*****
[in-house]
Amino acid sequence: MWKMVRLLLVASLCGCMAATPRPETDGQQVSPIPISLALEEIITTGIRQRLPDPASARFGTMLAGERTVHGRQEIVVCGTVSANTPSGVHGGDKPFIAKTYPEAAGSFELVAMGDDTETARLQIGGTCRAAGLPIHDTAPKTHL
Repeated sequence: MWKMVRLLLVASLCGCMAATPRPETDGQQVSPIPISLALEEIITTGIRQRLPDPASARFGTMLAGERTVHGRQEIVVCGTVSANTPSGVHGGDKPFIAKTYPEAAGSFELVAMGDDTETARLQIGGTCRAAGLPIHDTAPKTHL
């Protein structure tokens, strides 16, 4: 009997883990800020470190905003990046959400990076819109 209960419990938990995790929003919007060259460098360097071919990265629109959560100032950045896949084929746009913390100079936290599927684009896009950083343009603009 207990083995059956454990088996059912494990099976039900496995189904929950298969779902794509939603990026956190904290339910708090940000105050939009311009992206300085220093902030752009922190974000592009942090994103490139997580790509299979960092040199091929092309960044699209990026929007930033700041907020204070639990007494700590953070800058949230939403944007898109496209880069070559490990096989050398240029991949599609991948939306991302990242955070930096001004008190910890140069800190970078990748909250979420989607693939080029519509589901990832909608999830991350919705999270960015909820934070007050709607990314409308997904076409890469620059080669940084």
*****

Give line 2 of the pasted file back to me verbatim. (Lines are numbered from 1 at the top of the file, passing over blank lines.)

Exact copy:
Amino acid sequence: MWKMVRLLLVASLCGCMAATPRPETDGQQVSPIPISLALEEIITTGIRQRLPDPASARFGTMLAGERTVHGRQEIVVCGTVSANTPSGVHGGDKPFIAKTYPEAAGSFELVAMGDDTETARLQIGGTCRAAGLPIHDTAPKTHL